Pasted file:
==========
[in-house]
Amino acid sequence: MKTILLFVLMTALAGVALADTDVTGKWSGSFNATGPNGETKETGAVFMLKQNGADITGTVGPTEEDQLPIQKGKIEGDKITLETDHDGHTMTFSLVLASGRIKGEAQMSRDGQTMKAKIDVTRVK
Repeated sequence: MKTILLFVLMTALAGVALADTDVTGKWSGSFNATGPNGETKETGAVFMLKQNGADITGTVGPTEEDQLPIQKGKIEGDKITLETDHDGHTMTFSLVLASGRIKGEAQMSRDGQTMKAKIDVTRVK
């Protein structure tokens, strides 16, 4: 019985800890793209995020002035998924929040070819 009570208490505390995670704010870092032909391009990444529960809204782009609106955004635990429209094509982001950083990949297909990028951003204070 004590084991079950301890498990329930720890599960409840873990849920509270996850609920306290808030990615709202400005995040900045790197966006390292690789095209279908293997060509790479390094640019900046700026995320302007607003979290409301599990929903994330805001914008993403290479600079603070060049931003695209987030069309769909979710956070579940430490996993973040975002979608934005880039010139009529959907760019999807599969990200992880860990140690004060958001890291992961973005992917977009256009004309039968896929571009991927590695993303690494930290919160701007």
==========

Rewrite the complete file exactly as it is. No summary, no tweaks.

[in-house]
Amino acid sequence: MKTILLFVLMTALAGVALADTDVTGKWSGSFNATGPNGETKETGAVFMLKQNGADITGTVGPTEEDQLPIQKGKIEGDKITLETDHDGHTMTFSLVLASGRIKGEAQMSRDGQTMKAKIDVTRVK
Repeated sequence: MKTILLFVLMTALAGVALADTDVTGKWSGSFNATGPNGETKETGAVFMLKQNGADITGTVGPTEEDQLPIQKGKIEGDKITLETDHDGHTMTFSLVLASGRIKGEAQMSRDGQTMKAKIDVTRVK
């Protein structure tokens, strides 16, 4: 019985800890793209995020002035998924929040070819 009570208490505390995670704010870092032909391009990444529960809204782009609106955004635990429209094509982001950083990949297909990028951003204070 004590084991079950301890498990329930720890599960409840873990849920509270996850609920306290808030990615709202400005995040900045790197966006390292690789095209279908293997060509790479390094640019900046700026995320302007607003979290409301599990929903994330805001914008993403290479600079603070060049931003695209987030069309769909979710956070579940430490996993973040975002979608934005880039010139009529959907760019999807599969990200992880860990140690004060958001890291992961973005992917977009256009004309039968896929571009991927590695993303690494930290919160701007």